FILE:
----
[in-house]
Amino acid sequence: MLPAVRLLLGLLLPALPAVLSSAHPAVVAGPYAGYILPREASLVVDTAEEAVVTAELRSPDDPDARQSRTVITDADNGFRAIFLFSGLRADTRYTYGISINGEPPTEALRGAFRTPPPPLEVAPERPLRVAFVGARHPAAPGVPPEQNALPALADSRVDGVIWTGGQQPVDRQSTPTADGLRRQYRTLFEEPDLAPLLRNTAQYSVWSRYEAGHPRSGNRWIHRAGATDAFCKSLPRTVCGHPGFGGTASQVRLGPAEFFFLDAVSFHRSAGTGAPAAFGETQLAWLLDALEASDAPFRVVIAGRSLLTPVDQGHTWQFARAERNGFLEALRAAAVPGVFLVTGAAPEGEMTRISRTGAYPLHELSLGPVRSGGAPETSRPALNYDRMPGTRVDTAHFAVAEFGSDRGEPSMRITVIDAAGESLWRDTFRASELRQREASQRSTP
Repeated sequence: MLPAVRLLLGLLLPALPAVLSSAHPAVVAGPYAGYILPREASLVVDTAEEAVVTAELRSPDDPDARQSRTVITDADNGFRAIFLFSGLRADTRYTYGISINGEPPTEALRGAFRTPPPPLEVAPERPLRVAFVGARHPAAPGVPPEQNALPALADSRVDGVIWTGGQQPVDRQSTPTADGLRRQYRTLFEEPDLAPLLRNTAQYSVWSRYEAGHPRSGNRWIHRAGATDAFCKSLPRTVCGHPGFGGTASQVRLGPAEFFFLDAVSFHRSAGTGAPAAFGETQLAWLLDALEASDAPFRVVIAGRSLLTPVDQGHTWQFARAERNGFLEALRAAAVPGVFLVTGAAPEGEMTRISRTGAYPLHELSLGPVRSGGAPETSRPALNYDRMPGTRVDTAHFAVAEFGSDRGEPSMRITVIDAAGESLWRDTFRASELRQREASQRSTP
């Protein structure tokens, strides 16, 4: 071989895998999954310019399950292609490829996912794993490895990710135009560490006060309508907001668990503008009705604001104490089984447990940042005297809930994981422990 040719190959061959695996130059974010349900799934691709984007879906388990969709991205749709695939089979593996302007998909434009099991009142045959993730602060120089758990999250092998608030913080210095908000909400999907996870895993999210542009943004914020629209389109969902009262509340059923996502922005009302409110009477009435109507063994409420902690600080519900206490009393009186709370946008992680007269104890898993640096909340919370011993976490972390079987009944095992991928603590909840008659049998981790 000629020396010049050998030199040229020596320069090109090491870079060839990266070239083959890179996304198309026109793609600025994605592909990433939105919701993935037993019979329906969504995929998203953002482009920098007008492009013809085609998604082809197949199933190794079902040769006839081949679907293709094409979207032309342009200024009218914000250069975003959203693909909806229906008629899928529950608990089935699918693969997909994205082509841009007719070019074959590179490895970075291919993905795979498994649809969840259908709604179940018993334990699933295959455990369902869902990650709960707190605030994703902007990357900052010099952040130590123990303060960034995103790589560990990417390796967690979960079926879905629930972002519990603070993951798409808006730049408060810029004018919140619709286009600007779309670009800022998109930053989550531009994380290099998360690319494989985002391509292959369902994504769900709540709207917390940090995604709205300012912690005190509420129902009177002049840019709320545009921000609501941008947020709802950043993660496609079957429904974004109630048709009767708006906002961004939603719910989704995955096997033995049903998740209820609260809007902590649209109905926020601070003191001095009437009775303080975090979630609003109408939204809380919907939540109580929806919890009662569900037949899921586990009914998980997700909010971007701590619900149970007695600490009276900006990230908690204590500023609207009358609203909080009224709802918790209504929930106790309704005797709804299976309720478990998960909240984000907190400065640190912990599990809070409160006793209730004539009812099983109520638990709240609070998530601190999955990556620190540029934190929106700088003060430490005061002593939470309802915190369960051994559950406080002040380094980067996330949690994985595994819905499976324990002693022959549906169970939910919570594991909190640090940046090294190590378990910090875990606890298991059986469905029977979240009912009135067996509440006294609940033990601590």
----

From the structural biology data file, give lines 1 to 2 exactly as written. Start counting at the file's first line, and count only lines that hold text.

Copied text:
[in-house]
Amino acid sequence: MLPAVRLLLGLLLPALPAVLSSAHPAVVAGPYAGYILPREASLVVDTAEEAVVTAELRSPDDPDARQSRTVITDADNGFRAIFLFSGLRADTRYTYGISINGEPPTEALRGAFRTPPPPLEVAPERPLRVAFVGARHPAAPGVPPEQNALPALADSRVDGVIWTGGQQPVDRQSTPTADGLRRQYRTLFEEPDLAPLLRNTAQYSVWSRYEAGHPRSGNRWIHRAGATDAFCKSLPRTVCGHPGFGGTASQVRLGPAEFFFLDAVSFHRSAGTGAPAAFGETQLAWLLDALEASDAPFRVVIAGRSLLTPVDQGHTWQFARAERNGFLEALRAAAVPGVFLVTGAAPEGEMTRISRTGAYPLHELSLGPVRSGGAPETSRPALNYDRMPGTRVDTAHFAVAEFGSDRGEPSMRITVIDAAGESLWRDTFRASELRQREASQRSTP